This is the recipe for my Mom’s Filipino BBQ Marinade that I wrote about in a recent Epicurious essay.
I remember as a teen I would always always steal and read cover to cover my moms Glamour magazines. I would always look at the masthead and read all the journalists who worked at Glamour and there was always some wishful thinking that maybe one day I would be in a Conde Nast Publication.
Who knew that 2o years later an essay about Filipino BBQ would get me in Epicurious. Honestly food writing was never ever in the back of my mind as a career option. It was just something that happened. With this particular opportunity I jumped at the chance when I saw that the Editor for Epicurious was looking for stories about the 4th of July that didn’t involve the usual hamburgers and hotdogs.
Instantly I thought about my family’s time in Japan while my Dad was serving the US Navy. Looking back at it now, it was not the norm and super strange but to me and my other Military Brats it was the norm.
Here are the links to all the four essays by a vary diverse group of people. It was an honor to be with them talking about my food memories.
“The Most Popular Food at This Japanese 4th of July Party Is My Mother’s Filipino Barbecue” – Rezel Kealoha
“Our 4th of July Ritual Is Less About Hot Dogs and More About Dumplings” by Hetty McKinnon
“It’s Hard for Me to Wrap My Chef-y Brain Around, But Our Barbecues Aren’t Really About the Food.” by Chef Katy Smith
“On the Most American Holiday, My Family Feels the Most Caribbean” – Brigid Washington
Now the marinade that I talked about in the essay. I had many DM’s and emails for the recipe so here it is. I watched my mom make it the day before the 4th of July. Because we are using pineapple juice for both flavor and as a meat tenderizer, it is very important that you don’t over marinate.
At most 24 hours in the refrigerator is perfect. Anymore and the meat will turn into much. The marinade works really well with pork, but you can also use chicken or beef as well. We have not tried it with vegetables, but probably a small amount of the marinade will work well with chunks of portabello.
These quantities make for about 45 skewers.
First cut the pork into thin strips and set that aside before making the marinade. In a 1 gallon plastic bag or a huge deep baking tray mix the marinade. Add everything and mix well until the sugar has dissolved. Taste is super important here and the reason why we didn’t pour everything over the raw meat.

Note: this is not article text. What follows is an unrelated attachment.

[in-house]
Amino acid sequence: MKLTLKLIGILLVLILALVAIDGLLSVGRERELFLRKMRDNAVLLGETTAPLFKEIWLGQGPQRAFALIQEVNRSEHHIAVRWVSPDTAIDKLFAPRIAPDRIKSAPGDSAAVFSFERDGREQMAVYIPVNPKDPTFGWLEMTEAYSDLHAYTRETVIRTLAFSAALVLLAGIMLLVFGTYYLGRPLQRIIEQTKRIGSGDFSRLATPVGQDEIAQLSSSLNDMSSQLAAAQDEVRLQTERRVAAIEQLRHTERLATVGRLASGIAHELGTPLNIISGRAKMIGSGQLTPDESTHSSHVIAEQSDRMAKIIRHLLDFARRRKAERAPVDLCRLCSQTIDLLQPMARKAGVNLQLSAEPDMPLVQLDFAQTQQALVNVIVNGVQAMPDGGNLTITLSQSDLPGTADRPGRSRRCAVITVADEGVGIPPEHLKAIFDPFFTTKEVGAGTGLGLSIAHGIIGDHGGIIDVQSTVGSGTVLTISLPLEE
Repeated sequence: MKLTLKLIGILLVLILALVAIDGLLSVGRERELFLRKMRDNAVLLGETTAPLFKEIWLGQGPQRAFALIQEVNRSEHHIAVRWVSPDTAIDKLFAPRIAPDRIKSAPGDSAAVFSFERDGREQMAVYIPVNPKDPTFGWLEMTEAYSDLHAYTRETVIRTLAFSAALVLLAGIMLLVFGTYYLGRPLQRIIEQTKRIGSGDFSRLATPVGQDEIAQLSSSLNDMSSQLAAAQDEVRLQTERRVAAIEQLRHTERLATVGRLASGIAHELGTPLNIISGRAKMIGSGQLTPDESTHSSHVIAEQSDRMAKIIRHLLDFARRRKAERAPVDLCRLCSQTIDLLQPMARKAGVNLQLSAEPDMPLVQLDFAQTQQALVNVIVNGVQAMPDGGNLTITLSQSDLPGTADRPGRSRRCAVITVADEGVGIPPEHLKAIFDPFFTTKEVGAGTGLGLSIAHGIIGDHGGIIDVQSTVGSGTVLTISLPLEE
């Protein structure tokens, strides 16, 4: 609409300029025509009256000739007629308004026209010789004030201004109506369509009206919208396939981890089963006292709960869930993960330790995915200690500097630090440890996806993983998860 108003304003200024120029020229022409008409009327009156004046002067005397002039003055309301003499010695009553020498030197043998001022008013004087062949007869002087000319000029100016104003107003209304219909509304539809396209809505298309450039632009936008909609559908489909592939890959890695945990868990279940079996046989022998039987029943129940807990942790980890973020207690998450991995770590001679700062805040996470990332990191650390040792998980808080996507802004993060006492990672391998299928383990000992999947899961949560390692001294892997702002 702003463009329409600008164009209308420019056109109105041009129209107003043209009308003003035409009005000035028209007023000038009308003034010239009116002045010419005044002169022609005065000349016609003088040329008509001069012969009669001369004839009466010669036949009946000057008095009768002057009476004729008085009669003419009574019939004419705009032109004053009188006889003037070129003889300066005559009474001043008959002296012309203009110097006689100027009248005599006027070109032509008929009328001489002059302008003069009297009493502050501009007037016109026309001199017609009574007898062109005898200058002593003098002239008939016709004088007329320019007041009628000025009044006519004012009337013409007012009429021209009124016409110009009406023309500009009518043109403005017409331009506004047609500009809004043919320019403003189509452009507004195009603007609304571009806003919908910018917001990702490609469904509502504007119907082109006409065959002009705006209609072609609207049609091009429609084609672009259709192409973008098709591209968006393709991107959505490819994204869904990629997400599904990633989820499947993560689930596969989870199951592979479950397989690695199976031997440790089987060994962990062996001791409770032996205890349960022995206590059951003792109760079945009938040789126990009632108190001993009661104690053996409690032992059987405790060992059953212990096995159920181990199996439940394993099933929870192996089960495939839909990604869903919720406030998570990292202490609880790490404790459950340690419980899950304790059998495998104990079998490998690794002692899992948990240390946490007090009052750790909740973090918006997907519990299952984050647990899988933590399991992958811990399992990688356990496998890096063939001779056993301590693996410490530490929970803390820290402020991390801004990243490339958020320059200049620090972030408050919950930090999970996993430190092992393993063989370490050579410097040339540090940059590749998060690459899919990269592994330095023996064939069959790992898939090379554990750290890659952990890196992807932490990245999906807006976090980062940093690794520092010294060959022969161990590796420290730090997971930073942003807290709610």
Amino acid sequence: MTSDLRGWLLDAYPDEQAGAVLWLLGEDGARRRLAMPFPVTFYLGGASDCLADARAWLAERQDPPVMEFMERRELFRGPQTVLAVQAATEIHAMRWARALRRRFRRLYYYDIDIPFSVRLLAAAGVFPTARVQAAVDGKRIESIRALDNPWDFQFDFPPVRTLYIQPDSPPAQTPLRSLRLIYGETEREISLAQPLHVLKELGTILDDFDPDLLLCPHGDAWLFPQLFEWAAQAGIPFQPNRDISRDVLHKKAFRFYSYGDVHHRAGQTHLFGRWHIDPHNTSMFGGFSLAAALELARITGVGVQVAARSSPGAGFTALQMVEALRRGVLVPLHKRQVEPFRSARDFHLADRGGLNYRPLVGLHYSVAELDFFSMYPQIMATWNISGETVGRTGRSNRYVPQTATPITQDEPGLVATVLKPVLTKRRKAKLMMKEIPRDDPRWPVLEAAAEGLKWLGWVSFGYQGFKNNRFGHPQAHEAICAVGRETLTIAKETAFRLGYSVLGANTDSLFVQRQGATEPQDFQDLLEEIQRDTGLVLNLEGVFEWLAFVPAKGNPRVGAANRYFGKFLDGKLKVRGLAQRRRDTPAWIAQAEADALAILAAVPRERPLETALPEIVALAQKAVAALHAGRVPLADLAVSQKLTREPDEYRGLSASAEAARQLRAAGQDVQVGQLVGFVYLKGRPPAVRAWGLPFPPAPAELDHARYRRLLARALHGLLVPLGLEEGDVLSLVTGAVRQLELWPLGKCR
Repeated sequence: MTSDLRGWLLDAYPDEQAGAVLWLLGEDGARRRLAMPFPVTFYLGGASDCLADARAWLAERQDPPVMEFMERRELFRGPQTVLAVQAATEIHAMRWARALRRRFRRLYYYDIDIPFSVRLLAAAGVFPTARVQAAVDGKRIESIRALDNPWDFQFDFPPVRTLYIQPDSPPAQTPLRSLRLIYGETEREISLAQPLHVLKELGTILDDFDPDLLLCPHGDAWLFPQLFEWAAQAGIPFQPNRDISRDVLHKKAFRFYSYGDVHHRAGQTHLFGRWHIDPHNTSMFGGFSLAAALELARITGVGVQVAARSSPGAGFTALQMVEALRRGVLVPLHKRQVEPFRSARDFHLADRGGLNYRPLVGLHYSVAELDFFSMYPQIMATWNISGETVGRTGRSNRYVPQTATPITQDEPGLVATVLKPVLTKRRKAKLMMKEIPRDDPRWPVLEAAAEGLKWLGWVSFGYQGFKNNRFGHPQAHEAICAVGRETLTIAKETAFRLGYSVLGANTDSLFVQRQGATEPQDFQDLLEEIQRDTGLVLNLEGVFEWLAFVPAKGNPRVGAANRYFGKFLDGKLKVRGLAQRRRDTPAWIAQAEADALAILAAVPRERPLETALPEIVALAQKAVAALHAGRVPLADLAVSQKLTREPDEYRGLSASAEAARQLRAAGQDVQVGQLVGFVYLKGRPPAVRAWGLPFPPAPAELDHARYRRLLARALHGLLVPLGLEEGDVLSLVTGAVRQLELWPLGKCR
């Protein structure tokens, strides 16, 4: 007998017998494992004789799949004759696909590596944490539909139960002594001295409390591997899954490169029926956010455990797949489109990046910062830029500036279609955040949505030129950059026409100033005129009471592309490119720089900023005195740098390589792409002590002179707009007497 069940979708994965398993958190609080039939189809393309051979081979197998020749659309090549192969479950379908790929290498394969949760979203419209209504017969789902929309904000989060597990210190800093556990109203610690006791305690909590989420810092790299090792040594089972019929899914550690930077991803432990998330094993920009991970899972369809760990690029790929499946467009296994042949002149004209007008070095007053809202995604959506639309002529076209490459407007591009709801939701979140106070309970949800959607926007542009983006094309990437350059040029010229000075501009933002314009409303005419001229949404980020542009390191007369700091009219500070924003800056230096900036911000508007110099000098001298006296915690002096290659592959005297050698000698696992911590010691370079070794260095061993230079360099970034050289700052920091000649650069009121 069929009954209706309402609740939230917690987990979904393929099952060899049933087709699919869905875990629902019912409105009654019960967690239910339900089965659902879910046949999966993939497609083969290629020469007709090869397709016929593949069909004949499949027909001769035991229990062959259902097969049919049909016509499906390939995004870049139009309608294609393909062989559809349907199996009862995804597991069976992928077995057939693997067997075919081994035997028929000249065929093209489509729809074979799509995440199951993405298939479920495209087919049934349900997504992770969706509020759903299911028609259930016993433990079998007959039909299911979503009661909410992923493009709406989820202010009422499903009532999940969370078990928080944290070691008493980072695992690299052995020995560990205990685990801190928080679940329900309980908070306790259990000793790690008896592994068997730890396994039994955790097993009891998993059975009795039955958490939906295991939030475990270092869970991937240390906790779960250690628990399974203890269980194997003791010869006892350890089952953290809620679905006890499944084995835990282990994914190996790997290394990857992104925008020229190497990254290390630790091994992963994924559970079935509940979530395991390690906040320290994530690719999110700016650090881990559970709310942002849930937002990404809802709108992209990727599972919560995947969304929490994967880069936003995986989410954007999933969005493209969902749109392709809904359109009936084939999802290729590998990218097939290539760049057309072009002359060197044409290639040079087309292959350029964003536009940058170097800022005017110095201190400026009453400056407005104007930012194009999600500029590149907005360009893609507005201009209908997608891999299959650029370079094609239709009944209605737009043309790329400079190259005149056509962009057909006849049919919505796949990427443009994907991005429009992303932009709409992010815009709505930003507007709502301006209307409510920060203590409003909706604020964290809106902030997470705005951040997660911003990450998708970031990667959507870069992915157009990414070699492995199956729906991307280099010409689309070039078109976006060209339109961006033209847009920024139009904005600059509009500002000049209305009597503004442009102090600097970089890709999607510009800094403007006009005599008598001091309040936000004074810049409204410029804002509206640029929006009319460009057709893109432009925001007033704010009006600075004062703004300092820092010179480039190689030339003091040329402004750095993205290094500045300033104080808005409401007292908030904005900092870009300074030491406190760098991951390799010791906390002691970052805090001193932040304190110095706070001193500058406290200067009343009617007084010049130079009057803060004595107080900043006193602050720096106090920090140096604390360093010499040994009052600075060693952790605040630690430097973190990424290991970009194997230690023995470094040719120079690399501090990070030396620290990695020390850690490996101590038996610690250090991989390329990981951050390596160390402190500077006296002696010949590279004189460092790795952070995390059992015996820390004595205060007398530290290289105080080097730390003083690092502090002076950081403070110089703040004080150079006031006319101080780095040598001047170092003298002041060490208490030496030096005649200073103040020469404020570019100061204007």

Adjust the sweetness or the saltiness according to your taste. When you are satisfied add in the pork. Cover and leave to rest in the refrigerator overnight.
While it’s is marinating, place some wooden skewers in a shallow bowl and cover with water. This will help prevent the sticks from burning while grilling.
The next day take out the pork and start to skewer the meet. Depending on how long you cut the pork skewers 2-3 pieces on each stick. Place it back in the marinade.
Grill on medium to high heat for about 5 minutes on each side. The pork will be super tender and juicy and perhaps a little burnt. Those are actually the best parts. We like eating hours with some pancit made with udon noodles. The ultimate Filipino/Japanese dish.
The next day take out the pork and start to skewer the meet. Depending on how long you cut the pork skewers 2-3 pieces on each stick. Place it back in the marinade until grilling time.
In my essay I wrote about the original ingredients using Soy Sauce and Brown Sugar. You can still use those ingredients in the same quantities, just omitting the extra salt when you do.
My family needs to keep track of our sugar and salt intake hence the deviation. It actually still tastes exactly the same.
We also could not find pineapple juice with crushed chunks so we just used some regular pineapple just. Again it didn't change the flavor at all.
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